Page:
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Book Review: The Signature of All Things

I didn’t know what to expect when I picked out this novel by Elizabeth Gilbert, the author of Eat, Pray, Love.  I was looking for an audiobook that was available without waiting from the library website.  All I knew is that it was a historical novel, telling the story of the fictional Alma Whitaker.

The Signature of All Things – Elizabeth Gilbert

Alma was “born with the century,” in 1800, the daughter of Henry Whitaker, a man who was born poor but made a fortune in the business of plants.  Alma is bright and hard working, but not at all pretty.  She takes after her father and begins to study botany, at a time where women are generally only taught the finer arts of music and sewing.

Alma makes her way in a man’s world, never catching the attention of a man in a romantic way, but achieving successes with her research in botany.  But she’s lonely, she wants companionship, and perhaps most of all, she wants intimacy.

The novel follows Alma throughout her entire life, weaving an intricate story of characters, showing the joy and tragedy of a life whose outcome you don’t always get to choose.  Is it enough to find a career when most women simply find themselves to be the mother of children and in charge of a household?  Do we ever really know if others around us are happy or truly satisfied with their lot in life?  Is it possible to accept the pain of losing our loved ones?  Do we ever stop yearning for that which we do not have?

Alma’s life takes her from her father’s home all the way to Tahiti, as she seeks new plants, but also the answers to the questions she has about the human condition.  Along the way, she encounters so many others, who are flawed, imperfect and richly complex, all just trying to do what Alma is doing – find happiness.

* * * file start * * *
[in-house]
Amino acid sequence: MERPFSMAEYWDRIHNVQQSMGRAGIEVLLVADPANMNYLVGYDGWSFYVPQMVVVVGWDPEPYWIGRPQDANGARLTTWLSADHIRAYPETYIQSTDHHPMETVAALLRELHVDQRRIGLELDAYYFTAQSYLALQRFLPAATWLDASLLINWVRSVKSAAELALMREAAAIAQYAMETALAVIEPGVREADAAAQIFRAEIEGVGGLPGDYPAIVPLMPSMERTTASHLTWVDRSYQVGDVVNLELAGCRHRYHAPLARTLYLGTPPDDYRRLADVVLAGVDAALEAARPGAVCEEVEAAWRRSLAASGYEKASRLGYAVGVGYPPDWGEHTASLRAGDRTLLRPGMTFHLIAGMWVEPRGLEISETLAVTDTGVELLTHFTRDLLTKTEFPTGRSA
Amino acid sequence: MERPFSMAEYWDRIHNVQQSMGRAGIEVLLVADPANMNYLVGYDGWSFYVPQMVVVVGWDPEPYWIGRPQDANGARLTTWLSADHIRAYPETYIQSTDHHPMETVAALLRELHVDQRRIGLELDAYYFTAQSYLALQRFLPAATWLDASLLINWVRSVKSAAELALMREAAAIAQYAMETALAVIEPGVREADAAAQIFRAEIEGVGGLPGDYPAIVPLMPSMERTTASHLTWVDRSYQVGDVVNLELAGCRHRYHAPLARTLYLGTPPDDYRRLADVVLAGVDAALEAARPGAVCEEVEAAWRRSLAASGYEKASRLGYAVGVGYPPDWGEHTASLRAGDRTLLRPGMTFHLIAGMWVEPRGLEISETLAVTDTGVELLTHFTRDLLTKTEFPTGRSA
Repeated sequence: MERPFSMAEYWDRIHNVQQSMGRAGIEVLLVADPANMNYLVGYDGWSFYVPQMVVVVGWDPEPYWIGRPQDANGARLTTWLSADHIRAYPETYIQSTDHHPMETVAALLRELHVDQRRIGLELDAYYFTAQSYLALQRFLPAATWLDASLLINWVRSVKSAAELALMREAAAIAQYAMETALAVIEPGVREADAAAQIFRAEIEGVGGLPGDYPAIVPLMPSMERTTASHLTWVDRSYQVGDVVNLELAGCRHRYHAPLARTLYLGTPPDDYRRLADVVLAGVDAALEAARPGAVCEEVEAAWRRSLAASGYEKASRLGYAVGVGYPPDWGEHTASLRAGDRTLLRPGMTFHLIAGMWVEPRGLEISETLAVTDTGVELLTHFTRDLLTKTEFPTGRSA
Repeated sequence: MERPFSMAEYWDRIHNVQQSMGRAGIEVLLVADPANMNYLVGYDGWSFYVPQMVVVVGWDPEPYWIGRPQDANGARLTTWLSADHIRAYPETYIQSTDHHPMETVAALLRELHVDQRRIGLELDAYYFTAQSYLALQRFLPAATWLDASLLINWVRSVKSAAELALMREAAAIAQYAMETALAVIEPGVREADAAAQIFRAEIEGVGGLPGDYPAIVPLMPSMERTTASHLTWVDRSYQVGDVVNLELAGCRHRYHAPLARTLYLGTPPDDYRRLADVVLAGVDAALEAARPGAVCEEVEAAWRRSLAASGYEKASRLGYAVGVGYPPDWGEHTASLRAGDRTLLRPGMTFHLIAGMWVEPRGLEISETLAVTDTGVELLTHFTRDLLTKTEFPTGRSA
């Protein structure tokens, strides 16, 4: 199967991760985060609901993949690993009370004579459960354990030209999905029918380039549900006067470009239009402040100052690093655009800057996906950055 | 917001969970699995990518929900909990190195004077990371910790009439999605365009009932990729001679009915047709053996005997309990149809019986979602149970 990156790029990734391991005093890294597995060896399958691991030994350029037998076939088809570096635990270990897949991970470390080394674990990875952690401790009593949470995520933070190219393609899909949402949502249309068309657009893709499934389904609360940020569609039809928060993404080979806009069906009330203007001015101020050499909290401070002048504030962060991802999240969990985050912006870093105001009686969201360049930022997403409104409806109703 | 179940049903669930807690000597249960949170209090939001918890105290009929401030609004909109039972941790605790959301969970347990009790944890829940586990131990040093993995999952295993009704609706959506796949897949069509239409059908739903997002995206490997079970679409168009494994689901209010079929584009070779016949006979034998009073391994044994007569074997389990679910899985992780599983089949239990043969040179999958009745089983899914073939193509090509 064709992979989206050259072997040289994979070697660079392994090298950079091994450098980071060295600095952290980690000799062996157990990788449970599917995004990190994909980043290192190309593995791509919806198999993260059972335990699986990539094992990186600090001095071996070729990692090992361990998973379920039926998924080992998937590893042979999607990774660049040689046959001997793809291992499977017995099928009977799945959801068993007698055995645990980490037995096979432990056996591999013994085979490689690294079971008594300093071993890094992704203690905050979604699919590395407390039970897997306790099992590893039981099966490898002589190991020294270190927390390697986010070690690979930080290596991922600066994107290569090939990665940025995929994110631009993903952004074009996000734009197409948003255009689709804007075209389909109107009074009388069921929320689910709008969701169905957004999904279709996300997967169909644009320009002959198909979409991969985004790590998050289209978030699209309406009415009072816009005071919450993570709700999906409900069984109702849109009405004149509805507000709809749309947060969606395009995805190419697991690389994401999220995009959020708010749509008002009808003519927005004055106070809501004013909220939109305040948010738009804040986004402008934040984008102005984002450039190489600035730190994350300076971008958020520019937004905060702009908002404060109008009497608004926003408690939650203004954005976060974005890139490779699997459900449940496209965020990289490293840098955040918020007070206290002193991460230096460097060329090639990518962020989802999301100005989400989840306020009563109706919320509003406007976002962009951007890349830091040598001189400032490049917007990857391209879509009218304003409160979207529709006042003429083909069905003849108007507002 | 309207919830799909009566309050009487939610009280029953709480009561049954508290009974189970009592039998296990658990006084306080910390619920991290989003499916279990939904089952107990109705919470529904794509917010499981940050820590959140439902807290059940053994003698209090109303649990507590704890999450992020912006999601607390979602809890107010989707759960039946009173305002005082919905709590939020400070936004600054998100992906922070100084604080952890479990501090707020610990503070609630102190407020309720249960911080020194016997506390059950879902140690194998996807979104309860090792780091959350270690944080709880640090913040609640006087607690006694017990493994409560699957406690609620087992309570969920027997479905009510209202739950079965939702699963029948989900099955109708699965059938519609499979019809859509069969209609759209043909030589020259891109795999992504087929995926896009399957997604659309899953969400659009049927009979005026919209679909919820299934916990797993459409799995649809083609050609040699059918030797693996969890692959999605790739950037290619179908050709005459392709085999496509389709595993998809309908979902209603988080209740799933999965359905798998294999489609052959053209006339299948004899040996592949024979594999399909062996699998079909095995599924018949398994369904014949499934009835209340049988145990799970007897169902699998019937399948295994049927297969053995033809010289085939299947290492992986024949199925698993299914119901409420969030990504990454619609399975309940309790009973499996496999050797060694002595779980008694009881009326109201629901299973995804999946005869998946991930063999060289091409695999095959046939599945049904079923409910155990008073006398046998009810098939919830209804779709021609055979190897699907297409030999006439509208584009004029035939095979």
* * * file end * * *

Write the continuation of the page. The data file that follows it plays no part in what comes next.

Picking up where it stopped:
Gilbert’s writing is excellent.  Amazing.  Despite what might seem at first a dry topic, this is a must read.  Although it is long, I was entranced until the very last page.

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Spring 2017 Book Blog

I’ve been listening up a storm – lots of time as I walk with an audio-book on my iPod.  Here’s a couple of books that have made their way into my brain.

The Danish Girl, by David Ebershoff – 5 stars

This is a novel that is based on the true story of Lili Elbe, a woman who began life as a man.  Then known as Einar Wegener, he grew up and married, having a successful career as an artist, before deciding to undergo one of the first sexual reassignment surgeries in the world.  The novel is largely told from the perspective of his wife, Gerda Gottlieb, who supported Lili’s transition to a woman.  The novel explores the emotions of both women, as well as the social stigmas and struggles of the era, although I do believe it glossed over that a bit.  Although the novel masterfully explored the story, there are many gaps in the story, due to the fact that Elbe’s medical records were destroyed by bombing during World War II.   The Danish Girl was made into a movie in 2016 – I want to check it out!